In Portugal, the minimum annual leave entitlement is 22 days, allowing employees ample time for rest and personal activities. During the first year of employment, employees accrue two days of leave per month, up to a maximum of 20 days, which can be used after completing six months of employment. 

Holidays must generally be taken within the calendar year earned, but there is flexibility to use accrued leave until April 30 of the following year. This flexibility, agreed upon by both employer and employee, facilitates efficient holiday planning and ensures that accrued leave is used effectively.

Public holidays

Portugal has 13 national holidays throughout the calendar year. These holidays are widely recognised and observed nationwide, allowing individuals to celebrate important cultural, historical, or religious events.


The salary specification is a fundamental aspect of the employment contract, allowing both parties to agree on the compensation for services rendered. Remuneration represents the payment from the employer to the employee, reflecting the quantity and quality of work performed.

Salaries must meet minimum thresholds set by national collective agreements for each job category and qualification level. The government periodically adjusts these minimum wages to align with factors such as cost-of-living changes, national productivity, and economic conditions.

Typically, salaries are paid monthly, though other payment frequencies can be arranged through mutual agreement, ensuring compliance with legal standards.

To calculate the salary and taxes in Portugal, click here.

Sick leave

Portuguese law protects employees by providing sick leave as a safeguard during illness. Employees must inform their employer of their illness. Within 15 days of notification, the employer may request proof of illness within a reasonable timeframe.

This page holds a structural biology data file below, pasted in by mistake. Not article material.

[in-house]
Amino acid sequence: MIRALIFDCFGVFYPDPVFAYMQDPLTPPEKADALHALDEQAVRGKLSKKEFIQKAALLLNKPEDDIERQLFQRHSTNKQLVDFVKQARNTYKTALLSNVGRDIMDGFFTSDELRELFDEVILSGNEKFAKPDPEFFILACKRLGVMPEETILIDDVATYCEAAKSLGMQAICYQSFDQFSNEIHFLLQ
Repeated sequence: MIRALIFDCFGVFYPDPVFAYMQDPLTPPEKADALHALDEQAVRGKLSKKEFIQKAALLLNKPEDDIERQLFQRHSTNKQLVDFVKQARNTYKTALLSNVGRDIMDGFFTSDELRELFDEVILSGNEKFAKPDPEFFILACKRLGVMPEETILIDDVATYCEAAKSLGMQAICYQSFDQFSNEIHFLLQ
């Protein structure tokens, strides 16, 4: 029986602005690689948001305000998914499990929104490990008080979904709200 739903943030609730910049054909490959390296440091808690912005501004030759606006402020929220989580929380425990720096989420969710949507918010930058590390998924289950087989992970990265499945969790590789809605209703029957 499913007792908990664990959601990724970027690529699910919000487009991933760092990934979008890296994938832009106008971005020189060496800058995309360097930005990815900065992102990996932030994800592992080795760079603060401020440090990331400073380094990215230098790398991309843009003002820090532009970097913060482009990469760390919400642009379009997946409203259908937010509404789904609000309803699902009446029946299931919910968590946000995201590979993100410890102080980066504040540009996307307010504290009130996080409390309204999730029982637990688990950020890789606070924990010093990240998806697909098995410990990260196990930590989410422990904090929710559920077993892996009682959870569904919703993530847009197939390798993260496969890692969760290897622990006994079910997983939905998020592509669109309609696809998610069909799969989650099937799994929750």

As the law requires, medical certificates issued by hospitals, health centres, or qualified medical professionals typically serve as evidence of illness. Employers may also conduct medical examinations to verify the employee’s health status per legal provisions.

Generally, sick leave can extend up to 18 months, possibly extending to 36 months for certain severe illnesses. If an employee cannot work beyond this period, they may apply for disability retirement, subject to confirmation by the medical board of CGA (Caixa Geral de Aposentações).

Parental and maternity leave

In Portugal, both mothers and fathers are entitled to paid parental leave to care for their children until the age of three. This leave allows parents to actively participate in their child’s upbringing and balance work commitments with caregiving responsibilities. Parental leave can be full-time or part-time, and the parents usually agree upon its duration based on their circumstances.

Depending on their income, parents may receive partial financial assistance from social security during this period to ease the financial burden. Parental leave options include initial parental leave for both parents, maternity leave for mothers to recover from childbirth and bond with their newborn, and paternity leave for fathers to bond with their child and support their partner. 

Maternity leave includes 30 days before childbirth for preparation and six weeks postnatal for recovery and newborn care. Mothers must notify their employer in advance if taking leave before childbirth and provide a medical certificate. Breastfeeding mothers are also entitled to additional leave to prioritise their child’s nutritional needs.

In addition, fathers are required to take 15 working days of leave within 30 days of the child’s birth, with five days immediately after childbirth, and can take an additional ten working days, which can coincide with the mother’s leave.